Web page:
Amy Kaleka, M.D. - Class of 2012
Moving from Chicago to Roanoke was not as big a change as one would think, with the exception of the obvious population difference. Living downtown here allows me to be within walking distance of the City Market, endless choices of restaurants (Wildflour is my favorite restaurant of all time!), art galleries and concerts at the Jefferson Center. Throughout the year, there are several types of festivals held in nearby parks and with the beautiful weather year round, there are more options of what to do than what not to do! And when I’m not in the mood for the downtown setting, the mountains and trails are only minutes away, and we definitely don’t have those in Chicago!
Gilbert Rice, D.O. - Class of 2012
In selecting a residency program, I strongly felt that having the flexibility to spend time with my family was one of the most-important factors, especially since I was married my senior year of medical school with plans to grow our family. Our program definitely has an emphasis on the importance of family. Residents are able to work on charts from home as opposed to having to stay in the office until all of the work is completed. In most cases, bringing family members to residency-related events is encouraged. Our administrative staff has been great in working with call schedules to accommodate family needs. Now, as a new father and in my last year of residency, when I look back on my experience in the program I feel that I made a very good choice not only for myself but also for my family.
Amber Warren, D.O. - PGY3 Chief Resident
When I started searching for residency programs as a medical student I knew I wanted a program that is dually accredited, fully incorporates OMT into the curriculum, and has staff that corrects and critiques my OMT skills on a regular basis. This residency program has provided this to me and so much more. There are several MD’s on staff who practice OMT and encourage it among the residents. We hold OMT workshops throughout the year for staff members which enable residents to further practice their skills and show the staff that they are appreciated. OMT lectures on different topics are incorporated into our weekly didactic sessions, and the osteopathic residents give the allopathic residents a chance to practice OMT on each other. We also have four-week elective OMT rotation under the guidance of our osteopathic medical director. After residency I plan to incorporate OMT into my practice and when I complete my residency at Carilion Clinic I will be fully prepared to do so.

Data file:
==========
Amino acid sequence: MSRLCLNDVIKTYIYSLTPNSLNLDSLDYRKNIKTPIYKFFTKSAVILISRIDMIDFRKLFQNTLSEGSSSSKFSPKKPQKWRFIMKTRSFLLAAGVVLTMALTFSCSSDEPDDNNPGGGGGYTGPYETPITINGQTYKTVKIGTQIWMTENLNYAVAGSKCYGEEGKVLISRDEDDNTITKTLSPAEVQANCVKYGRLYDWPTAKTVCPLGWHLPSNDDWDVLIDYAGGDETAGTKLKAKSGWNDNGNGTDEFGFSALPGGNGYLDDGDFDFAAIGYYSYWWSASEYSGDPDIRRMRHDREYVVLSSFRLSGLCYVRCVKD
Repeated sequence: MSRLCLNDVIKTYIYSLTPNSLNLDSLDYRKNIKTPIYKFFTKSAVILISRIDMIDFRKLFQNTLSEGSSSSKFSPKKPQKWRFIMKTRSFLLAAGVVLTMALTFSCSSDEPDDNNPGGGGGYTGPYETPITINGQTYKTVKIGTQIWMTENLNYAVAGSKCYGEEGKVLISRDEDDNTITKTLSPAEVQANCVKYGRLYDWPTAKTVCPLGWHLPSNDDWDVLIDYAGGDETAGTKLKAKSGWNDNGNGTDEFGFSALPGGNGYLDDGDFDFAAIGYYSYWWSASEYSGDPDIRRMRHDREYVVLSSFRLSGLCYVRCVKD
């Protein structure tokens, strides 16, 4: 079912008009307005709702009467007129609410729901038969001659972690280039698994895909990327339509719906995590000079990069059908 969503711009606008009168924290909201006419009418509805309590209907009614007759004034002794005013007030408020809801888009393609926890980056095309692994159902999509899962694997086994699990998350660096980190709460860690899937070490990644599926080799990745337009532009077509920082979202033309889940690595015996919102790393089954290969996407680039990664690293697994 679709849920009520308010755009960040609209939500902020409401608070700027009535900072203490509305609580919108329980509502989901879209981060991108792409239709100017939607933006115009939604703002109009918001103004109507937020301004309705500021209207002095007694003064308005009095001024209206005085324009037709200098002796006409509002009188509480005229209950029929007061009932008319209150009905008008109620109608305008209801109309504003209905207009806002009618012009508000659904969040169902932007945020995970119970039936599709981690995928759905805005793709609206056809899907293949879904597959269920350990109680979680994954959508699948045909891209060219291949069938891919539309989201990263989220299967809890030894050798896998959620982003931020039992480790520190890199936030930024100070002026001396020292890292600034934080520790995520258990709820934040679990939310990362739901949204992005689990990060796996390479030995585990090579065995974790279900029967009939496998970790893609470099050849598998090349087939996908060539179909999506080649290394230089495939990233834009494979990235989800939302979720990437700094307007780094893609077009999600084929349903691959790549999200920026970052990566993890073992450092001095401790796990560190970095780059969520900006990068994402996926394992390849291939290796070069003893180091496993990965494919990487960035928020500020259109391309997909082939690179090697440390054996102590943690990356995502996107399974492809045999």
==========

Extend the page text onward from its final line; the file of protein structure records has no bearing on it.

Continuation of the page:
Diana Peri, M.D. - PGY2
Our program’s one month orientation is a wonderful way to allow for a smooth transition from medical student to becoming a resident physician. It’s structured so the interns are introduced easily and comfortably into the various aspects of resident duties. Lectures are specifically designed to teach technical skills, as well as how to deal with the emotional aspects of being a physician. For me personally, the best part of orientation month was developing a relationship with my co-residents, faculty and staff. I realize how invaluable it was for me to have that month of orientation time exclusively with my family medicine team, as I feel at home at the clinic, seeing familiar staff and faculty. I’m at ease when asking questions of faculty and upper level residents, as I had that one month of dedicated time to work with and get to know them. Residency is a long and difficult journey and developing relationships with the members that will be traversing with me during this journey, and the faculty and staff who will guide this aspect of my life, is of utmost importance.